Each year, during pride month, rainbow flags can be seen everywhere. On coffee cups, dangling from windows, and across social media. As more sexualities have been recognised within the LGBT+ ensemble, more flags have been designed for each group, aiding in a sense of identity, support, safety and community. Whilst it’s not crucial to be able to instantly recognise every single flag, it’s a good idea to understand the sheer variety within the umbrella of ‘queer’.
Created in 1977, by Gilbert Baker, it features eight different colours that symbolise an aspect of the queer community (at least at the time of its creation).
- Hot Pink : Sex
- Red : Life
- Orange : Healing
- Yellow : Sunlight
- Green : Nature
- Turquoise : Magic and Art
- Indigo : Serenity
- Violet : Spirit
6 – Colours
Probably the most recognisable pride flag, this 6-colour version of the first Baker flag removed hot pink (as the fabric was hard to find) and turquoise (to keep an even number of colours) from the original.
This flag was launched in 2017, as a response to a demand for more inclusivity across the queer community. The addition of black and brown stripes symbolise the representation of black people with the LGBTQ+.
Created in 1999 by trans woman Monica Helms, this flag represents the transgender community. The blue and pink colours represent boys and girls respectively, and the white stripe symbolises those who don’t identify with any gender, or are in transition.
Created in 2014, by Kye Rowan, this flag represents the nonbinary community.
- Yellow : people who identify as outside the cisgender binary (male/female)
- White : multi-gendered people (as the colour white is all colours mixed together)
- Purple : people who identify as a blend of different genders
- Black : agender people, or those without gender (as black is an absence of colour)
Nonbinary & Trans
This flag is a combination of the previous two, to better include everyone across the gender spectrum.
Created in 2013, by Morgan Carpenter, this flag represents the intersex community. The single, unbroken circle symbolises how intersex people are perfect and whole just the way they are, or the way they choose to be.
Created in 2010, by the Asexual Visibility and Education Network, this flag represents the asexual community.
- Black : asexuality
- Grey : demisexuality (sexual attraction after an emotional bond)
- White : allies of the community
- Purple: the entire community
Created in 1998 by Michael Page, this flag represents the bisexual community. The blue and pink colours combining to create purple symbolises how bisexual people can blend into both the straight and gay community. Additionally:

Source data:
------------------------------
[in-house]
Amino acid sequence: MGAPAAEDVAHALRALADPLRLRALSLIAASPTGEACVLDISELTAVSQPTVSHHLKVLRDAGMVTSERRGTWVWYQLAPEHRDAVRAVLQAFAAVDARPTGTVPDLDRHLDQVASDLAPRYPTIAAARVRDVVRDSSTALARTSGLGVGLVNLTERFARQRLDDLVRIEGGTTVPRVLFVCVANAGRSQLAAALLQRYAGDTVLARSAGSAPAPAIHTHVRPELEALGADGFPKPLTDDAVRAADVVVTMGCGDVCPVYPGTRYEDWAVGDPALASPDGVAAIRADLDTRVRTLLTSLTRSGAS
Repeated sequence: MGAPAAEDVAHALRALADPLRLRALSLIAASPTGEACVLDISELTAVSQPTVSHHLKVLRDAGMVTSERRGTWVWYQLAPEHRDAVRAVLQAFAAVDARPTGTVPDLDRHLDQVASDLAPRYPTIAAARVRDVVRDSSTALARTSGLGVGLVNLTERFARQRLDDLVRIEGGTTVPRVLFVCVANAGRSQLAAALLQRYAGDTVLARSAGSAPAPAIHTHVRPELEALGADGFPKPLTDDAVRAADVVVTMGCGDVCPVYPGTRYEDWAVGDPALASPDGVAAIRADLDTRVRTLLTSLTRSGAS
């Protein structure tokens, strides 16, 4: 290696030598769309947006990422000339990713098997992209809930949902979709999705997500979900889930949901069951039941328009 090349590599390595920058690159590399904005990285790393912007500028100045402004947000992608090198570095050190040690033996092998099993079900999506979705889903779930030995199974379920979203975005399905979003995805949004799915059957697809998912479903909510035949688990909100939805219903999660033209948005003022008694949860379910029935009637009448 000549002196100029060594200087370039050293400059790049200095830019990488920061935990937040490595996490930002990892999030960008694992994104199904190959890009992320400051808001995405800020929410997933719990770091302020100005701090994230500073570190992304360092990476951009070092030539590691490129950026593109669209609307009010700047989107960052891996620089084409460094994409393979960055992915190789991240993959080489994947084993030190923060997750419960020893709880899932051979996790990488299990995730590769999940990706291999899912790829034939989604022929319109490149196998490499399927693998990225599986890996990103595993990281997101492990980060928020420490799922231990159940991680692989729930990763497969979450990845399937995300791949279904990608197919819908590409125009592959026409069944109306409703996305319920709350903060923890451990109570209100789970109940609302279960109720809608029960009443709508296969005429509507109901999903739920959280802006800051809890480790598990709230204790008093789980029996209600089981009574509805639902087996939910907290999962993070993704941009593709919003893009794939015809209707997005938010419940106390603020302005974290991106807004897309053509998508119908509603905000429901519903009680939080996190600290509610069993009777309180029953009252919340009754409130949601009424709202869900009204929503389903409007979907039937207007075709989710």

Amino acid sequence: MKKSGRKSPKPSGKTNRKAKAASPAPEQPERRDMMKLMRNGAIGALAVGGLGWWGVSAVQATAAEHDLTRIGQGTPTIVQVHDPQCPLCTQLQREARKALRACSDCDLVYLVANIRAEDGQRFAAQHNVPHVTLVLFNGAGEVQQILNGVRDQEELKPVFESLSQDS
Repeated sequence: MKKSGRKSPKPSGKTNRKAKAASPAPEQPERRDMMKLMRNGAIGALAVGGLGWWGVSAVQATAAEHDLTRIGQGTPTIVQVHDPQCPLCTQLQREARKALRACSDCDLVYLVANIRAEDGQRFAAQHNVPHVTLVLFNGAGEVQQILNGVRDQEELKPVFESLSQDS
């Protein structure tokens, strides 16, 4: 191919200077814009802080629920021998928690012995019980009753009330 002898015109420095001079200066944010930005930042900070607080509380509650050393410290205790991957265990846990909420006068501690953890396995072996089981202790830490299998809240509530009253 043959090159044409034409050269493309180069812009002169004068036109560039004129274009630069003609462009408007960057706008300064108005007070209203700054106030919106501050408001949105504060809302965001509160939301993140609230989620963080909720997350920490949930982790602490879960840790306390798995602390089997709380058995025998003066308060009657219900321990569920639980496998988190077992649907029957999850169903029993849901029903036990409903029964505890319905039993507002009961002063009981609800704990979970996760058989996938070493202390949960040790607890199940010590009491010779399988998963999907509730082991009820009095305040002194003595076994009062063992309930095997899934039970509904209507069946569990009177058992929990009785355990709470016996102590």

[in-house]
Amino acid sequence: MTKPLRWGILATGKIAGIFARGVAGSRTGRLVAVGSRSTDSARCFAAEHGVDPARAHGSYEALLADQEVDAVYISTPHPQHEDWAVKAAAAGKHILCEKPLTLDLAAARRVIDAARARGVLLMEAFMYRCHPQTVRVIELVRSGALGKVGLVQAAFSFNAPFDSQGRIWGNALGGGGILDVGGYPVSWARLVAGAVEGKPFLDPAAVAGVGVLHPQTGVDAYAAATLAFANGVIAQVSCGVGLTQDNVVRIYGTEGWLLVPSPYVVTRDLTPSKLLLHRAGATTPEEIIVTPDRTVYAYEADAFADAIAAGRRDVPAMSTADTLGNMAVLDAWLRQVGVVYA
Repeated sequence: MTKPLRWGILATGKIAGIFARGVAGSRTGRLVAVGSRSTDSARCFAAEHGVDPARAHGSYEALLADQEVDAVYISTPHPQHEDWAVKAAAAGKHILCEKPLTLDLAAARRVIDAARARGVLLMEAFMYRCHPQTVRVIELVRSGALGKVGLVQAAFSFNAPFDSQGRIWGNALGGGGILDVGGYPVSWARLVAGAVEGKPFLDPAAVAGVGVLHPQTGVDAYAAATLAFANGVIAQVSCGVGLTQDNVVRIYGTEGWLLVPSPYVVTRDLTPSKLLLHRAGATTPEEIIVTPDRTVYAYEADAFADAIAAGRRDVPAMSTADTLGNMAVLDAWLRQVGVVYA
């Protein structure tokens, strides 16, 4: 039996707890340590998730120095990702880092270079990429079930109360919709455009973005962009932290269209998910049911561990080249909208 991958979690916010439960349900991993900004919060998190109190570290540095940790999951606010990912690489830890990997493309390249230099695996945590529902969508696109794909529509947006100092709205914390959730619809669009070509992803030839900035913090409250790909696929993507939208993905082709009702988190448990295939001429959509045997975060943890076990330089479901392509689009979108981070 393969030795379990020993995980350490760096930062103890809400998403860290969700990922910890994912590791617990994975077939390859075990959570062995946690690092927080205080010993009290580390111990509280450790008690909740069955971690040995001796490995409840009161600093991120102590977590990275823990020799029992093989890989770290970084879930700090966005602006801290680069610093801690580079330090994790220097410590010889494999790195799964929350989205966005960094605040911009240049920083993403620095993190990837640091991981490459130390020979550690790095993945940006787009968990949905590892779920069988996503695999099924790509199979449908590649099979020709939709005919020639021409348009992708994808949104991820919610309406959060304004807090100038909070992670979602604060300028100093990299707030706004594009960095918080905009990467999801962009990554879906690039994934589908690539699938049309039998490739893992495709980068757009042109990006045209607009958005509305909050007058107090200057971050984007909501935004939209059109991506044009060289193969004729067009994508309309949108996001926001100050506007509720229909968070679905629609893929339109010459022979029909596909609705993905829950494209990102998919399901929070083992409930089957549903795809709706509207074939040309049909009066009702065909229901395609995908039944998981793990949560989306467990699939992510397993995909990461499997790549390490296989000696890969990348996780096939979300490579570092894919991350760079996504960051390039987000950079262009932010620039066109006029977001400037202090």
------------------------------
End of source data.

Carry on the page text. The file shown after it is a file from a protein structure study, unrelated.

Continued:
- Pink : attraction to the same gender
- Blue : attraction to a different gender
- Purple: attraction to two or more genders (the definition of bisexuality)
Created in 2010, this flag represents the pansexual community.
- Pink : attraction to women
- Blue : attraction to men
- Yellow : attraction to those who don’t identify with either gender
Created by Emily Gwen, this flag represents the lesbian community. The colours purple and pink were used as they are traditionally feminine colours, and the orange represents butch and gender non-conforming lesbians.
This flag represents gay men, and isn’t very well-known. It’s designed to represent all gay men, across the gender spectrum.
This flag represents the gender fluid community. Someone who identifies as having no fixed gender.
- Pink : femininity
- White : lack of gender
- Purple : a combination of the feminine and masculine
- Black : all genders
- Blue : masculinity
This flag represents the genderqueer community. Lavender (a mixture of blue and pink) represents androgyny and people who identify as a mixture of male and female), white represents agender people, and dark chartreuse represents those who identify outside of the gender binary.
This flag specifically represents the agender community.
- Black and White: absence of gender
- Green: inverse of purple, represents non-binary genders
Most Recently Developed Flag
This is the most inclusive flag to date, used to represent all of the queer community. Due to the evolving nature of the LGBTQ+, it was redesigned to be as inclusive as possible. The black stripe represents those that have lost their lives due to AIDS.
As mentioned above, it is not essential to obsess over recognising and understanding every aspect of every flag, but it shows a great deal of understanding and care to be able to recognise a few.